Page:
Film Review – The Rover

The Rover

The Rover

Amidst the sun drenched landscape, between ringing shots of gunfire and desperate attempts for survival, a man sits in a small room lined with cages full of dogs. His name is Eric (Guy Pearce). He sits staring at the cages. Nothing is said, and no action is taken. It is a moment of reflection that while appearing halfway through director David Michôd’s latest movie The Rover, gives us no indication why Eric would do such a thing. The moment is broken when the dogs’ caretaker enters the room and explains the dogs are in there to keep them from becoming other people’s food. While seemingly dismissive of a moment, it comes to symbolize everything this violent post-apocalypse tale of possession represents, loyalty.

After opening on a gun battle involving a group of travelers, their car speeds away along the barren stretch of roads lining the Australian outback. It’s intense and it’s sparse. Very little dialog is exchanged and nothing gives away why this is occurring. As the shootout and car escape transpire the movie cuts to Eric, sitting alone at a roadside bar. Needing to switch cars, the group of escapees decides to steal a car parked outside the bar. This turns out to be Eric’s car, and the moment is what sets everything else into motion. Eric hears his car being stolen and without hesitation follows in pursuit in the car the escapees left behind. It’s an impressive moment of chutzpah as Eric doggedly pursues his car even in the face of guns being brandished.

The Rover Movie Still 1

Eric clearly has a sense of loyalty towards his car. His obsession with its retrieval is what pushes everything that follows, and the fact we’re kept from the reason for that loyalty is what makes the film’s payoff an effective point about the human condition. Along Eric’s quest to get back his car he comes across a member of the escaping party who’s been left behind for dead, Rey, played by an out-of-type Robert Pattinson. Rey is suffering from a bullet wound and a desire to catch back up with the brother who left him behind. Eric sees Rey as his ticket to finding his car.

Like all road movies, there’s always a point of destination that the trip and movie lead us to climax at. However, it’s the rare road movie that predicates the destination through a self-propelling desire. Often times the destination, and climax, are framed by desires of resolution that are beyond the character’s control. Eric’s desire to reach his car is purely based on a personal drive for a sense of loyalty. At any given time Eric could abandon his quest for his car and go about his life. Eric even comes to posses another car with which he uses to track down his own car. This indicates Eric’s personally fueled quest as being his own, not guided by forces outside his will.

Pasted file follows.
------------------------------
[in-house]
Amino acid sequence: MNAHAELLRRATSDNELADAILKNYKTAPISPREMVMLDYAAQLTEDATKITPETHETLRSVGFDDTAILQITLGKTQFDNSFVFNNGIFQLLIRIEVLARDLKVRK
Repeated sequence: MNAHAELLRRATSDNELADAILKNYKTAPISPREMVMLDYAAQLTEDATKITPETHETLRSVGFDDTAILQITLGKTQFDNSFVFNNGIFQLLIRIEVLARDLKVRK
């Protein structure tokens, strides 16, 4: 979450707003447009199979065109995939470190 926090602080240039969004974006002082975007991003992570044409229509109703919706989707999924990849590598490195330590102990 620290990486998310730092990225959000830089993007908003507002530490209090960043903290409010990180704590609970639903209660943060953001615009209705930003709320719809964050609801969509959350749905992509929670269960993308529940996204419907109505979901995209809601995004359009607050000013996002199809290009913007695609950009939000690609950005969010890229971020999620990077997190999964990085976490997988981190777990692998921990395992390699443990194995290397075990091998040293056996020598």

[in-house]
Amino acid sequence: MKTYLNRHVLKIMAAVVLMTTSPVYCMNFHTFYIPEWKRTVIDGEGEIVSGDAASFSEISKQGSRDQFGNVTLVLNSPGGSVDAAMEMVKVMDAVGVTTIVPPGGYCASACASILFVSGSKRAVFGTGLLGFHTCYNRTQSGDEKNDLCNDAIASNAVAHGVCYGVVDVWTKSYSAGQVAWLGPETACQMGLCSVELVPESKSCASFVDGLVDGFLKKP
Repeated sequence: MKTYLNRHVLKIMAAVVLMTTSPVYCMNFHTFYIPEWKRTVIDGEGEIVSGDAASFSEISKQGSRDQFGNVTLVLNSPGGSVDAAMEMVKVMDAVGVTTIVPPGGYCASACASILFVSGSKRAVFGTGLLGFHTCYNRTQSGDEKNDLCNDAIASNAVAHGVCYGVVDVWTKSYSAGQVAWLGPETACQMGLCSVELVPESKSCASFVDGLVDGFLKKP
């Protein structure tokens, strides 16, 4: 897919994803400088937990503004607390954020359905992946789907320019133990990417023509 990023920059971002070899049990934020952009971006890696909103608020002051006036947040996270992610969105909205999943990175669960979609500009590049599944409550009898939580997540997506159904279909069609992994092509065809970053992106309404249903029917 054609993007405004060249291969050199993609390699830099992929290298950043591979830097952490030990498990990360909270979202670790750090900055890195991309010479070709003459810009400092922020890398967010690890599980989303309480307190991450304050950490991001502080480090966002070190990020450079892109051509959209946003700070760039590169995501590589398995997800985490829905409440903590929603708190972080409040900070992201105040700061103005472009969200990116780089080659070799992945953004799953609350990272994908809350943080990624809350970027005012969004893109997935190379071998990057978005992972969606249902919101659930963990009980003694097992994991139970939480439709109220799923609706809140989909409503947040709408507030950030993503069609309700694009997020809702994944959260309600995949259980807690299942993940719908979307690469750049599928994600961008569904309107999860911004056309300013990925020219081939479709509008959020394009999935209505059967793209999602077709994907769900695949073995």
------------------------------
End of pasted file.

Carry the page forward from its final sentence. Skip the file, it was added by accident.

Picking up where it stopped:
Michôd paints the apocalypse with a gritty, washed out realism that in comparison makes the Mad Max films something of a comic book hyperbole. In fact there’s a lot thematically to compare to the Australian genre-setting Mad Max, but it’s where the differences lie that this becomes such a specific commentary and not just a revenge yarn. In fact, the lack of revenge as motivation provides a refreshing take on a meditation on violence and humanity. Eric’s quest is one that echoes an importance to a now lost connection. With the world crumbling in the aftermath of the apocalypse, there’s an unsteady sense of trust and connection that permeates every human interaction. Because of that tenuous place that now exists between persons the sense to be what humanity once was is personified in the need for loyalty.

The Rover Movie Still 2

Eric remains loyal to his car, while Rey remains loyal to the brother who abandoned him. Along their journey together to reach Rey’s brother and Eric’s car they encounter people who have placed loyalty in their immediate surroundings, while being cautious of and doubting the loyalty of everyone they now encounter. It is through the loss of loyalty then that violence is presented as such an easy means to resort to. If you can’t trust someone, and they can’t provide you with anything to further your survival, then their continued survival threatens yours. It’s a hardline philosophy that is offset by a deeply, visibly broken spirit tucked away behind Eric’s scraggly beard and botched haircut.

Rey and Eric start off their relationship in a dubious exchange of needs. Both require reaching the same person for different reasons, but also require a similar treatment of loyalty to accomplish reaching that person. Michôd and co-writer, actor Joel Edgerton, approach the storytelling with a stripped down, bare MacGuffin aesthetics. It’s a simple linear shot from the bar to Eric’s car, which is the only plot device running the show. But despite its simplistic design, there’s an unexpected weight that accompanies the concepts being introduced that leaves for a resonance beyond the final, revealing shot. Between Pearce’s unwavering intensity and Pattinson unnerving caginess, there’s enough great acting here to draw the scenes between intense violence down from what could be a slog to a welcomed reprieve. With a rather elegant presentation of gun play as a dreaded inevitability, each shot that rings out is neither wasted, nor viscerally pleasurable like the thrill of so many summer action films. And yet there’s an excitement to the intensity, that coupled with the thematic emotional connection of loyalty provides for a surprisingly different summer movie experience.


Benjamin Nason is a writer, film-maker and critic from the Pacific Northwest, where he lives with his cat Lulu.

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